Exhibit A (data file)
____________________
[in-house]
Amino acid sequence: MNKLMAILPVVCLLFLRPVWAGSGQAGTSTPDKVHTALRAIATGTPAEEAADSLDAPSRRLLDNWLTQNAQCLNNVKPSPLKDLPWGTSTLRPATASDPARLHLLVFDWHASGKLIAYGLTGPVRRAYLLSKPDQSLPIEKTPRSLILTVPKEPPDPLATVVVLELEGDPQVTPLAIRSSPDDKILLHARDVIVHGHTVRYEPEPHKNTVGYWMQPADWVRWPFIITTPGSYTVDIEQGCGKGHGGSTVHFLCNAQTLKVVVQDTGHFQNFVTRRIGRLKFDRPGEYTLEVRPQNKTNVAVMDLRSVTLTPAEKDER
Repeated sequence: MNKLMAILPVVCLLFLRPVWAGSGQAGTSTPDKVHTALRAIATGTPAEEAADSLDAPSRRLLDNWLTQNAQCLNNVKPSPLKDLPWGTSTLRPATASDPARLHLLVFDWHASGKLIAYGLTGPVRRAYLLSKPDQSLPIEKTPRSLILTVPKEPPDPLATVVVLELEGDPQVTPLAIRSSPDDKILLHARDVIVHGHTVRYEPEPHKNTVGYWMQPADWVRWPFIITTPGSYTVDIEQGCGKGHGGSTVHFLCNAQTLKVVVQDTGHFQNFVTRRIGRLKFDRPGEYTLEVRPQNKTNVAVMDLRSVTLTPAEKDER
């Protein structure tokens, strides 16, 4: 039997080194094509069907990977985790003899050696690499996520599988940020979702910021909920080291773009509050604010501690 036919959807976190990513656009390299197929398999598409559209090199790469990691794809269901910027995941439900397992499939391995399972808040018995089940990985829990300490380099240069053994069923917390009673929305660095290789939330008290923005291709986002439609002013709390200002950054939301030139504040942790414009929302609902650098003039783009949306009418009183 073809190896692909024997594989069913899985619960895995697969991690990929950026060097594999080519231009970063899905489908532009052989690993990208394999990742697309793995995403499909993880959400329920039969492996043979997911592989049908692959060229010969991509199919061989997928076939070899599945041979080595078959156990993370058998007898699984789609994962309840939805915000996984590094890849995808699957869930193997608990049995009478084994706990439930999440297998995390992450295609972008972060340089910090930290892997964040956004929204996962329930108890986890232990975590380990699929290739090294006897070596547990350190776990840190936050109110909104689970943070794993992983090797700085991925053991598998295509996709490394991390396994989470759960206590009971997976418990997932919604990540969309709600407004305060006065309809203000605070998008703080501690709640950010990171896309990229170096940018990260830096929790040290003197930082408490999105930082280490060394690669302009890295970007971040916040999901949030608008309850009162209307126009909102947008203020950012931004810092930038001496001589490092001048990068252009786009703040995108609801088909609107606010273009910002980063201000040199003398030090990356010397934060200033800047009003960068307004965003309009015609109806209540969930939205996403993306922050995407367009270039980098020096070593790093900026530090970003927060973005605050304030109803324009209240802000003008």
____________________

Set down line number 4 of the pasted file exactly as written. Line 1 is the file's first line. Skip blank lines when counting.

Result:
């Protein structure tokens, strides 16, 4: 039997080194094509069907990977985790003899050696690499996520599988940020979702910021909920080291773009509050604010501690 036919959807976190990513656009390299197929398999598409559209090199790469990691794809269901910027995941439900397992499939391995399972808040018995089940990985829990300490380099240069053994069923917390009673929305660095290789939330008290923005291709986002439609002013709390200002950054939301030139504040942790414009929302609902650098003039783009949306009418009183 073809190896692909024997594989069913899985619960895995697969991690990929950026060097594999080519231009970063899905489908532009052989690993990208394999990742697309793995995403499909993880959400329920039969492996043979997911592989049908692959060229010969991509199919061989997928076939070899599945041979080595078959156990993370058998007898699984789609994962309840939805915000996984590094890849995808699957869930193997608990049995009478084994706990439930999440297998995390992450295609972008972060340089910090930290892997964040956004929204996962329930108890986890232990975590380990699929290739090294006897070596547990350190776990840190936050109110909104689970943070794993992983090797700085991925053991598998295509996709490394991390396994989470759960206590009971997976418990997932919604990540969309709600407004305060006065309809203000605070998008703080501690709640950010990171896309990229170096940018990260830096929790040290003197930082408490999105930082280490060394690669302009890295970007971040916040999901949030608008309850009162209307126009909102947008203020950012931004810092930038001496001589490092001048990068252009786009703040995108609801088909609107606010273009910002980063201000040199003398030090990356010397934060200033800047009003960068307004965003309009015609109806209540969930939205996403993306922050995407367009270039980098020096070593790093900026530090970003927060973005605050304030109803324009209240802000003008």